Like its (official) NES counterpart, Tetris on the Game Boy has three selectable background music themes to listen to while you play. While a wider selection would have been nice, this isn't too much of a major problem. One thing that is noticeable is how the 'official' Tetris BGM is included in this version as the first theme in the soundtrack. Again, all three background music themes are simple yet varied in tempo and flow, complement the gameplay style very well, and are pretty nice by Game Boy standards, given its simple sound output system.
There is a tremendous deal of challenge for players of all ranges of skill and experience in this game. For beginners and long-time players alike, the challenge can be modified accordingly from the menu screen upon starting up if you find the game too easy or too difficult, too fast or too slow. The speed of the game will also increase gradually as you continually play, so that you won't be stuck on the same challenge level forever and possibly getting bored of it. The challenge keeps up with you, so when you start getting more blocks stacked up and pieces coming down quicker, it will take more wits and quick thinking! If the regular Game A mode proves too easy for you, then you can also try your hand out at Game B, where you can choose a level from between 0-5, which determines the amount of randomly-placed blocks littered all across the bottom of the playing area, that you must try to clear away with the pieces that come down. It's a little different and something else to try if you start to get a little tired from the regular Tetris mode or want a different kind of way to get some challenge from this game, so there you go!
While a fantastic game that takes little time to get started up and can keep you playing from minutes to hours on end for terrific longevity and replay value, it does also come with a 2-Player mode, though this does require a second player with a Game Boy and their own copy, as well as a link cable accessory that can link your to handhelds together. This is the one major area where the Game Boy port of Tetris improved over its NES counterpart, which lacked any form of multiplayer (unless you were lucky enough to obtain the unofficial Tengen version). It is a fun feature of any puzzler to be able to compete against another player of similar quality to see who can rack up the most points.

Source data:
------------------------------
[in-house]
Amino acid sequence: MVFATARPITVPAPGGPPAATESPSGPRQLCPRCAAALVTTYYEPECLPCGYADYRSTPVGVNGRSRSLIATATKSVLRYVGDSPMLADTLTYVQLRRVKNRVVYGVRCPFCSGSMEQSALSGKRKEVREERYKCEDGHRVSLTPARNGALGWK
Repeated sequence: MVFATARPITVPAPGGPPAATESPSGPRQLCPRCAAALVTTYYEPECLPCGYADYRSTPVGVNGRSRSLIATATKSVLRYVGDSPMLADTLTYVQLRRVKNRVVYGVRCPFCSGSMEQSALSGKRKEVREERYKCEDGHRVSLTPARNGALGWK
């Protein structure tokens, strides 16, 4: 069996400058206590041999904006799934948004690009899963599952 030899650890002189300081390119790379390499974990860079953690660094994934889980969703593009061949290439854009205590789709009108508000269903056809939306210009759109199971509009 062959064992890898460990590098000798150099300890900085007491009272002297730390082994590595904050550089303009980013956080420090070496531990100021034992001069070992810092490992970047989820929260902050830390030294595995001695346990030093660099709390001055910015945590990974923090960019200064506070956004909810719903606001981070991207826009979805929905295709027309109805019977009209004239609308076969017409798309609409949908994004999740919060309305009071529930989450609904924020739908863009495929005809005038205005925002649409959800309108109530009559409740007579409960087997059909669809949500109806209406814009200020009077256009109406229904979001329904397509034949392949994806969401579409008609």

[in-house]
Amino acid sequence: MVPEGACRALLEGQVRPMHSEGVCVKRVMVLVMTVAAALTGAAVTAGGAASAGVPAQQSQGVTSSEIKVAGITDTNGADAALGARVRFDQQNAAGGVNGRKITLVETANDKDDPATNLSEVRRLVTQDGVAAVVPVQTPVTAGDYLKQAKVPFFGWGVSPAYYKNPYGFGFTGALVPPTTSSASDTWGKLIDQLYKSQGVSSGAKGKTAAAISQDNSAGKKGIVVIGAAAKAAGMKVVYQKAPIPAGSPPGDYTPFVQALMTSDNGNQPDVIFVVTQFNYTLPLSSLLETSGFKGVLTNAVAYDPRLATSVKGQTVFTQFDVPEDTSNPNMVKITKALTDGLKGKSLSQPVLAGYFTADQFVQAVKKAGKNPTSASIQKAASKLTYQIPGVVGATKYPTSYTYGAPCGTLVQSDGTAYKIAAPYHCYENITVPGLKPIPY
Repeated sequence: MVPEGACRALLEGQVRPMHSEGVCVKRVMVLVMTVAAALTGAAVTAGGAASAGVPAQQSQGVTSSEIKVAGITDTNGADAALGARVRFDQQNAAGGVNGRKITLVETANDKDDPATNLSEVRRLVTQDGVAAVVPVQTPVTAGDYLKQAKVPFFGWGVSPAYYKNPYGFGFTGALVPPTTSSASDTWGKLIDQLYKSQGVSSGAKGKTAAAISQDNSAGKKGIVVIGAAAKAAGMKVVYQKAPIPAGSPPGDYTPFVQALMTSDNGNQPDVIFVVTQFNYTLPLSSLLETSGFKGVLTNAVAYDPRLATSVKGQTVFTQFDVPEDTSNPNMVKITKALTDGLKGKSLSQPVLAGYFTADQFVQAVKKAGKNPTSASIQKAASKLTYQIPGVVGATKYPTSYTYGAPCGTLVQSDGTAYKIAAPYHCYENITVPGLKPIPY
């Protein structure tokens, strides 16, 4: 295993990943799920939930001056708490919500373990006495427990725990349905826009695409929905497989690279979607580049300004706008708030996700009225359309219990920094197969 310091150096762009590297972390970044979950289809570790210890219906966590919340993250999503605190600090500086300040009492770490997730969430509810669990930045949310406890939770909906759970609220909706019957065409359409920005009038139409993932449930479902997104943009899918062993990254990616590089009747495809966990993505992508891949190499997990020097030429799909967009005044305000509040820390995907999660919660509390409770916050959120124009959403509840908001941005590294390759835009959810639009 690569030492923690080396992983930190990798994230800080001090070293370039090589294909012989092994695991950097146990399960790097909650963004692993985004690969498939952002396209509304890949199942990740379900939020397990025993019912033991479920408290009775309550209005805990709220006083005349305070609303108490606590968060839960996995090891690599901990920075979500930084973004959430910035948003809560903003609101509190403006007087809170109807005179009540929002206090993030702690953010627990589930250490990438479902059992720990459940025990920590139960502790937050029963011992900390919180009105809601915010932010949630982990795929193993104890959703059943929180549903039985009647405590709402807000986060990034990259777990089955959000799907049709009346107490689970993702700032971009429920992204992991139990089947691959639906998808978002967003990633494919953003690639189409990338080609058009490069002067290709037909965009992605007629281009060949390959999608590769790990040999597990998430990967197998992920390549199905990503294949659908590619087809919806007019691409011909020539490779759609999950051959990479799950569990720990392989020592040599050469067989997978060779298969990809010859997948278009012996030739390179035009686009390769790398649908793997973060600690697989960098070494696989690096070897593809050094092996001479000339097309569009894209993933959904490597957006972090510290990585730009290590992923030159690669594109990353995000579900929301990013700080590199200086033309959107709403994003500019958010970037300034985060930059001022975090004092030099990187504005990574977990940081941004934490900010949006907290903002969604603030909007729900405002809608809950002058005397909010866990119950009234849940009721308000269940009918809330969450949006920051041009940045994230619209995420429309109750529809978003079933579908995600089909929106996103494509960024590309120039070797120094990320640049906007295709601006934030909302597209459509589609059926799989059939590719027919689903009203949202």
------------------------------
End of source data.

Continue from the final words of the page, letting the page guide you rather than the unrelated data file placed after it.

All in all, Tetris is Tetris, no matter what format it plays on or how sparkly and colourful the graphics are. One small niggle with this particular version is that, as one to take on the go, it's pretty outdated today. Though copies can be found in abundance on eBay or at pawn shops, swap meets and the like, it's also just as well you can download the game free of charge to a modern mobile phone. That being said, this is still a very affordable game that comes for no more than pocket change in this day and age and is well worth being a part of your Game Boy library, if you own an original model or one of the later handhelds in the Game Boy family (Color, Advance, SP). Hunt it down for something simple yet addicting to take with you on the go and be prepared to grind away lots of time as you get lost in the experience of moving, stacking and clearing blocks!
Reviewer's Score: 9/10 | Originally Posted: 07/30/13
Game Release: Tetris (EU, 09/28/90)